Lake Taneycomo

Lilley’s Lake Taneycomo fishing report, May 24

Posted by Phil Lilley on May 24th, 2013
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Like most of the country, we’ve had some strange weather lately, but it looks like it’s leveled out for a beautiful Memorial Weekend and  the week following.

Generation patterns have been fairly constant.  Table Rock and Beaver lakes, both just above power pool levels, are dropping slowly.  It’s hard to predict what the U.S. Corps of Army Engineers will run this weekend, but I will bet it won’t be more water — if anything, it will be less.

One unit has been running in the morning building to 2+ in the afternoon.  Water temperature has held steady at 46 degrees, which is nice.  Usually this time of year we see it drop into the lower 40’s which  doesn’t thrill the trout.  We also usually see a great deal of moss flowing from Table Rock through the dam which we haven’t seen either.  Both are positives.  We just need to tell the trout  . . . they haven’t been very cooperative lately.

“Catching”has been slow the last week or so.  For some anglers, it’s taking several hours to catch their limits.  A few are coming back empty handed.  There are success stories, though, and I wanted to key in on some of them.

I realize that a lot of people don’t like to go above the mouth of Fall Creek, but, honestly, right now that’s where the best concentration of trout is.  Now you know you can’t use Gulp Power Bait or worms or corn up there, but you can use scuds and egg flies, jigs and small crank baits.  Take a drift rig and cut off the hook.  Replace it with a #16 gray scud (ask us in the fly shop what a scud is) and drift it instead of bait.  I think you’ll be surprised.

Remember the other thing you can’t do is keep every rainbow you catch.  The size restriction above Fall Creek requires you to  release rainbows from 12 to 20 inches.  An 11-1/2 inch rainbow isn’t anything to sneeze at!  And it’s better to catch and release nice rainbows and keep average size trout than to not catch anything!!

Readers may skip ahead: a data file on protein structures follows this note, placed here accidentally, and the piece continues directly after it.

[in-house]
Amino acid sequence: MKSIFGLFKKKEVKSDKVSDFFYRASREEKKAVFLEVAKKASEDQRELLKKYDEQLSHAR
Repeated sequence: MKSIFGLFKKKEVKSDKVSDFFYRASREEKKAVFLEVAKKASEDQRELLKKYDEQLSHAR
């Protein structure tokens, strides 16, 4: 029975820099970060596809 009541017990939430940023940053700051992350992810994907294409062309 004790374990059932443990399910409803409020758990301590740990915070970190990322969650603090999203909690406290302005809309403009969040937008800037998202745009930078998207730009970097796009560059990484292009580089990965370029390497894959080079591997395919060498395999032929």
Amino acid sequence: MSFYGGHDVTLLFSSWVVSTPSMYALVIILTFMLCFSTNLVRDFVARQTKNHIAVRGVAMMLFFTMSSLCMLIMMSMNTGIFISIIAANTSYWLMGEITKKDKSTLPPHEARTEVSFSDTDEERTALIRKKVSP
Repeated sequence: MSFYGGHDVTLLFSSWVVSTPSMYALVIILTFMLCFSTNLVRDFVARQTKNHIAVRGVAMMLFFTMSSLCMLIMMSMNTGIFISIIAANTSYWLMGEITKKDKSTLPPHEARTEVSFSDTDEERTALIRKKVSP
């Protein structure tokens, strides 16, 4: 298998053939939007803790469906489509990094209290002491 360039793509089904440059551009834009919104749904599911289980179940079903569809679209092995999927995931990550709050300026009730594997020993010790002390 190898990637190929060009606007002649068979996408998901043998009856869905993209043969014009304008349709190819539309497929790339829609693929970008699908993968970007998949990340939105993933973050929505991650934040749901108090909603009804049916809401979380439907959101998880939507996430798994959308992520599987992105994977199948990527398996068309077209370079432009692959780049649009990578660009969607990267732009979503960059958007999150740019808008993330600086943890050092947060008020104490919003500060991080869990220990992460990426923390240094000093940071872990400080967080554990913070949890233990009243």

Please don’t take this information, fish above Fall Creek and poach rainbows in the slot (12 to 20 inches).  Take a picture, handle them with care and release them to be caught again.

Details:  You don’t have to go far above Fall Creek to drift over some good spots.  You’ll notice about 1/2 mile up the water, if it’s running, will be very fast and choppy.  That’s a big shoal with the channel or deep part on your left.  Stay to the left of center and you’ll be fine.  You’ll see some trees that have been cut close to the water’s edge on the left bank.  Motor up another mile to Lookout Island (big white house on the right) and start drifting.  Stay in the middle of the lake and drift all the way to Fall Creek.  Depending on how much water is running, use a small to medium bell weight, 1/4 to 5/16 ounce.

Flies:  Use a #16 gray scud with another attractor fly like an egg fly or San Juan worm in a bright color.  Our guides have gone to a #16, which is small for  running water instead of a #14 or even a #12, because the trout have keyed in on smaller scuds this past week.  Another lure you can try, but a little more costly if lost, is a small floating crank bait.  Trout Magnet makes such an animal at a relatively low cost.  Use the clear or “Hawk” or a Rainbow color.  You can also use a Rebel, blue/silver minnow F-5 floating crank bait.  These actually work better drifting them below the dam, but they will catch trout anywhere when drifted off the bottom.

The jig-and-float technique also works well, using either a 1/32nd-ounce marabou jig or a full micro jig.  Depending on how much water is running, you need to get it down to the bottom.  Micro jig colors are pink/chrome head and olive/gold head.  Marabou, I’d try white, olive and ginger plus brown with an orange head.

Steve Dickey has a good Youtube video on his slip float technique that he’s been using lately and doing very well.  You might want to watch and give it a try.

Throwing marabou jigs straight has been fairly to good, depending on where you’re fishing and who you talk to.  We had six guys, good jig fishermen, last weekend catch and release more than 400 trout in the trophy area on Saturday alone.  Their best colors were white, sculpin, sculpin/ginger, ginger and olive.  They used mostly 3/32nd-ounce jigs but also used 1/8th-ounce jigs.

Below Fall Creek, you have to work for your dinner. There are pockets of rainbows here and there.  They seem to move almost every day, but the better schools are just below Fall Creek, just above and through the Short Creek area, down through Trout Hollow, the Cooper Creek area and Monkey Island.  We’ve been drifting Gulp Power Bait, using  white/pink or white/orange combinations.  I’ve been running a white egg up the line, pinching a night crawler in half and hooking it in the middle, letting it hang off both sides, then dropping the egg on top of the worm to make it float off the bottom.

There’s an eddy on the bank just up from and across the lake from Trout Hollow.  I let my boat drift up against the bank in that eddy and toss either Gulp eggs or the worm/egg combo in the current and let it swing into the slower water.  This caught several nice rainbows yesterday.  There seems to be a good school holding in this slower water.  You also might find other slow water against banks where trout are holding and do the same.

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